Grandall 'arts and crafts' style home decorated with Christmas delights for Spring Valley Christmas tour
Thursday, November 29, 2012 3:19 AM
The Scandinavians who live at 1300 South Section are proud of their Norwegian and Swedish heritage. Elliott and Karen Grandall moved into this attractive house in 1992. Considered an "arts and crafts" style, the house was built in 1913, four stories when one thinks about two stories of living space, a full basement and a full-floor attic.
This is the home of Elliott and Karen Grandall at 1300 South Section in Spring Valley, which will be featured Dec. 8 and 9 on the Christmas tour of homes.
Enjoy Spring Valley Historical Society’s Christmas tour of homes Dec. 8 and 9
A Christmas tour of homes is a splendid way to get in the spirit of the season. The Spring Valley Historical Society announced that three couples are opening their homes for public viewing during Christmas on Broadway weekend, Dec. 8 and 9, from 1 to 4 p.m.
The homes on the tour will be Boyd and Bonnie Grabau's at 304 West Jefferson, Elliott and Karen Grandall's at 1300 South Section, and Joel and Jackie Petrich's at 1208 South Section Ave.
Tickets for $7 per person, any age, and will be available at any of the three houses the days of the tour. Visitors may start at the home of their choice.
On entering the front door, we at once see a floor plan typical of the era - square columns separating the entrance area and the parlor, the columns having the requisite cupboards halfway up, enclosed with leaded glass doors. Straight ahead is a fine wardrobe for outerwear, built by Charlie Frank, and to its right the open staircase beckons us upstairs. Elliott's rolltop desk is at hand below the windows to the north and east, evidence of his many roles in the community.
Visitors will no doubt be welcomed by a troop of Elliott's favorite nutcracker figures, which he uses to illustrate the study of "The Nutcracker" ballet in the fourth grade general music classes.
At left is the comfortable parlor with a great set of windows that look to the east - a wide center window, then two that slant inward for a striking setting for the Christmas tree. The candleholders in the windows, with their tiny wreaths around each candle, are common Scandinavian hospitality. Note the handsome corner table with its leather top that once belonged to Karen's grandfather, and on which the ginger-colored cat can sun himself.
The Christmas tree will be trimmed with the treetop angel, a treasure from Elliott's childhood, plus 1920-era angels and metallic ornaments from the 1950s. Guests will also see Scandinavian straw ornaments, as well as many ornaments given to them by students and parishioners. A handsome turn-of-the-century "combination bookcase" of solid oak dominates one corner with its curved glass door over four bookshelves, the mirror topping the pigeonholed desk and several drawers. The 1908 Sears catalog featured these bookcases for $8 to $12 each. Another lovely parlor table came from her grandparents. The leaded glass section in the upper portion of the center window is common to the era.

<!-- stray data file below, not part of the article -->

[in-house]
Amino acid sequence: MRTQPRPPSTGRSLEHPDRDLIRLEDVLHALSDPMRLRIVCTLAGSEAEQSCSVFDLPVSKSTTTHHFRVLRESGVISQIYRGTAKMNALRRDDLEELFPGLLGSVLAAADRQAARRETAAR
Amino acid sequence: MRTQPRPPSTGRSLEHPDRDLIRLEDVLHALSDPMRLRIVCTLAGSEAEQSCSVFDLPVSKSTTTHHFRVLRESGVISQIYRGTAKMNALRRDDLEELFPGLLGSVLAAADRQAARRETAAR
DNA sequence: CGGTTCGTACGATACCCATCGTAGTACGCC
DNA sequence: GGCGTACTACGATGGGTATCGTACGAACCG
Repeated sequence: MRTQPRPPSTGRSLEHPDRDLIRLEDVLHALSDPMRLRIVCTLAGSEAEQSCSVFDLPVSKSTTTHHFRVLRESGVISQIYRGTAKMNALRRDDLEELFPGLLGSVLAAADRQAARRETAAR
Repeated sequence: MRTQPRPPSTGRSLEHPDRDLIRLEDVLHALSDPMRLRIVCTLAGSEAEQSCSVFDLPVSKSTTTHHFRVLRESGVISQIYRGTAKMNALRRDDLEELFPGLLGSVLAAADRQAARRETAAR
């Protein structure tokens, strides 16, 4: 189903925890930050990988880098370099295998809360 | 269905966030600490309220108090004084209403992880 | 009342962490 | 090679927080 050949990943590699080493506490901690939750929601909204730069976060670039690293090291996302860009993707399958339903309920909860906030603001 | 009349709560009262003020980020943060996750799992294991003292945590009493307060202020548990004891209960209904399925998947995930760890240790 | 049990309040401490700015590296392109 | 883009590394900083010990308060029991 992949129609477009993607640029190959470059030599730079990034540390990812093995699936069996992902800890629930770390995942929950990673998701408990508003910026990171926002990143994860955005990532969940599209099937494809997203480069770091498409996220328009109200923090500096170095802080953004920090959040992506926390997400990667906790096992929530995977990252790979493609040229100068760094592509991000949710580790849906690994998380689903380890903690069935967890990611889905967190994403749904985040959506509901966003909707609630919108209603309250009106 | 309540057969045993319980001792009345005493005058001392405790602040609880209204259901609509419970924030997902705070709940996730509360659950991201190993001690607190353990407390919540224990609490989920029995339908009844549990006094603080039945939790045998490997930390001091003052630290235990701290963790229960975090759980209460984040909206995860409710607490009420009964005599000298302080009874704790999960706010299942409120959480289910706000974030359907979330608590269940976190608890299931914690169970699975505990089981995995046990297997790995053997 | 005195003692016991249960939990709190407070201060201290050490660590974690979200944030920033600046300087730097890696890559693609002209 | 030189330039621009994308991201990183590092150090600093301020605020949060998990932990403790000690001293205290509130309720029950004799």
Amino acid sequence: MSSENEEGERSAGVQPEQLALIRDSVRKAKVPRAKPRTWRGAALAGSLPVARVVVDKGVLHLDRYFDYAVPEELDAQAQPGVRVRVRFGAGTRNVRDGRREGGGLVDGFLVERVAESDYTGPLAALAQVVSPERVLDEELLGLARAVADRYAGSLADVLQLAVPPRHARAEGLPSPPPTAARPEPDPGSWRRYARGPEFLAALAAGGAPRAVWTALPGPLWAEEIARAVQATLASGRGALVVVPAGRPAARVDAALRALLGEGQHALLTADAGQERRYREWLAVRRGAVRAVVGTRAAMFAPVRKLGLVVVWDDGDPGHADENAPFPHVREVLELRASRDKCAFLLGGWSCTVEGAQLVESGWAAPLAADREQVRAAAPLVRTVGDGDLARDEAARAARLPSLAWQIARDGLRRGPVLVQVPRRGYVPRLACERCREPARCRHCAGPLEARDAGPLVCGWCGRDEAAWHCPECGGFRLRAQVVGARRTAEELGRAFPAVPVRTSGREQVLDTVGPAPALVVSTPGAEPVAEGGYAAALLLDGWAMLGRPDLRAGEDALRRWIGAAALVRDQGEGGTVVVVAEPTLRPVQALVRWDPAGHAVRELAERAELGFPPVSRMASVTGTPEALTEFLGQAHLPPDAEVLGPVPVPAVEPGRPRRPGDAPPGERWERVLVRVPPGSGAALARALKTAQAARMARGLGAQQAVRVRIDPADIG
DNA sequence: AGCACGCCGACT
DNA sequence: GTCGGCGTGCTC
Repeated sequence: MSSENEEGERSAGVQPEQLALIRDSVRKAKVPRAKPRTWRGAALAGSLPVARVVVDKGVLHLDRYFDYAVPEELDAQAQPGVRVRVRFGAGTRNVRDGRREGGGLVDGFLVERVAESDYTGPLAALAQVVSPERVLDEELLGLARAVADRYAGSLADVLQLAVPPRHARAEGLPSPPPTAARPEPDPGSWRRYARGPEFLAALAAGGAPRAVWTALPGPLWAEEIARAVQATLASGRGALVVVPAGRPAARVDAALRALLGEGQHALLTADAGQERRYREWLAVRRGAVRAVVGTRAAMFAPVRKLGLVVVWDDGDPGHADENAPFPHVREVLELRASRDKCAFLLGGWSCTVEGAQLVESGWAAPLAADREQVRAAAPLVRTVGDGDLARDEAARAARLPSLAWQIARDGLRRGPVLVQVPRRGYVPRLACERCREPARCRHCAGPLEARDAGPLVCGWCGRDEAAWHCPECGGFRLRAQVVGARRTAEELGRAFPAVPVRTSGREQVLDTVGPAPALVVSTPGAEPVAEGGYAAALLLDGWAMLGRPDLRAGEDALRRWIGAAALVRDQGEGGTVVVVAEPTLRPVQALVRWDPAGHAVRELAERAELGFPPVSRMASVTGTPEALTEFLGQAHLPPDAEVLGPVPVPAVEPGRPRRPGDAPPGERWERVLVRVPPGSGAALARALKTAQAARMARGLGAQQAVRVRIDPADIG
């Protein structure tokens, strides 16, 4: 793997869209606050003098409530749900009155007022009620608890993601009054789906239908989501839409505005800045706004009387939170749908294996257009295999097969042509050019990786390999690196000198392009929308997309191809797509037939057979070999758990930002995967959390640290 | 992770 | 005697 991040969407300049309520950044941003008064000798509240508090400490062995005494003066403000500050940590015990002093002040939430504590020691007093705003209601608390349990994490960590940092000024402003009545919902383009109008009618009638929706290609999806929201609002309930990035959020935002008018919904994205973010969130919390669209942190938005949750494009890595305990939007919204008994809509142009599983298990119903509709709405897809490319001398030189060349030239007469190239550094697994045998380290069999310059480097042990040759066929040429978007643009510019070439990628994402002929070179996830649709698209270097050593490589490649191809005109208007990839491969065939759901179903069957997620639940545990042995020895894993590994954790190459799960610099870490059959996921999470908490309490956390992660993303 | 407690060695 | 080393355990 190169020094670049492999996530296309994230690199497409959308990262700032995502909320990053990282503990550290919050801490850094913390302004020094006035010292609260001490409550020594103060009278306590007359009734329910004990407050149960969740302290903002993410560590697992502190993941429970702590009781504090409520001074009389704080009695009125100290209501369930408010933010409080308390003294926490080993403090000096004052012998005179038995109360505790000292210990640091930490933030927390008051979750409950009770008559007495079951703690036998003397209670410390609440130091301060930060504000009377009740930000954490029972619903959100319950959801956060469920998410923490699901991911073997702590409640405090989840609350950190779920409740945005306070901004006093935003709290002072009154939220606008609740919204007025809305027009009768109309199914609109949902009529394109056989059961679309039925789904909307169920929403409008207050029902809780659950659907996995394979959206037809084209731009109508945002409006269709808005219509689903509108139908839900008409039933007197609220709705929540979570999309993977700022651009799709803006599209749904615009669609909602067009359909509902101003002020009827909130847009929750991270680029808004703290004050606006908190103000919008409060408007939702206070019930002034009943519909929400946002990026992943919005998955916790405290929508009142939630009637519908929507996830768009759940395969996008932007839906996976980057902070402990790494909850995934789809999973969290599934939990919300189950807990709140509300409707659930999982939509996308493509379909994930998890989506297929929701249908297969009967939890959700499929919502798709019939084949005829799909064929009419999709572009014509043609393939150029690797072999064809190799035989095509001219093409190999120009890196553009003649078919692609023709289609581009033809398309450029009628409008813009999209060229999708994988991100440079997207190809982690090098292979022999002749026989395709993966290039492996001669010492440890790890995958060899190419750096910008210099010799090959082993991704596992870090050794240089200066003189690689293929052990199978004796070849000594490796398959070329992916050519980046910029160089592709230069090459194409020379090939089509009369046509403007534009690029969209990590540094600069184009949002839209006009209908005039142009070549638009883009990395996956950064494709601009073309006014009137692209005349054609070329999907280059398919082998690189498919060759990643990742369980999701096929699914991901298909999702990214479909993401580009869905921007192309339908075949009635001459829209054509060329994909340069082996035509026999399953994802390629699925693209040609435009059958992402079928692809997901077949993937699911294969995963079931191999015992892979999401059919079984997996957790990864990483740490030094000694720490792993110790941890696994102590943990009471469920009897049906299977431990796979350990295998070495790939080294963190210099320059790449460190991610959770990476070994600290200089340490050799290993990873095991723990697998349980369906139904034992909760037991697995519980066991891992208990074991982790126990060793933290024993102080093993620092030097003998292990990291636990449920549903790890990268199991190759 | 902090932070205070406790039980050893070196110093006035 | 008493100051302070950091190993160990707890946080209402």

The dining and music room is in the southwest corner, well lit by windows that show off the beautiful Duncan Phyfe mahogany table and chairs. A Scotsman, Phyfe became the leading furniture maker of his time, and this is a splendid example of his work. The table-scape will glow with red and gold, displaying her grandmother's "Made in Occupied Japan" china. The berry red walls set off the dark woodwork, especially the built-in buffet on the north wall. The four door cupboards above sparkle with leaded glass doors that showcase lovely dishes. A long mirror tops the buffet with many drawers, and there we will find one of Karen's creches, one of several nativity sets she will have displayed. Atop the china hutch that houses their wedding china and Fostoria is a lovely mantel clock from her grandmother. In this room are their electronic piano and several musical instruments.
The delightful kitchen has been modernized with handy cupboards and a peninsula counter for dining on two sides. Just off the kitchen is a small utility room for the laundry area and a bathroom. A new built-in pantry for foodstuffs sports a family photo gallery on one side. Look for photos of oldest son David, who lives in West St. Paul and is an organ technician and repairman. Younger son Soren attends Creighton College in Omaha.
The inviting staircase leads to four bedrooms upstairs, including a spacious front room that contains the same set of windows as the parlor below. In the master bedroom are the bed and dresser set and cedar chest from Elliott's family and two striking chiffoniers. These have five drawers topped with a tilting mirror; again, these could be found in the early Sears catalog for $15 to $20 each - treasures! Elliott designed the lovely quilt on the bed. The boys' rooms each reflect their interests in sports and music. Music? Elliott has been a music teacher at Kingsland since 1990. To say he plays the piano and sings would be a gross understatement! He is also master of the French horn, which we seldom hear. Karen, who is an ELCA pastor, plays the violin and folks at Our Savior's Lutheran Church are often blessed by their music where Elliott directs the choir.
Their house sits on a large corner lot with a double garage out back where the barn once stood. There is evidence of where the well was located; there are wonderful shade trees and a well-used clothesline. Come up on the front porch and enjoy the holiday tour here with the gorgeous Christmas decorations of Bethlehem stars and lights that remain lit for much longer than just the holidays.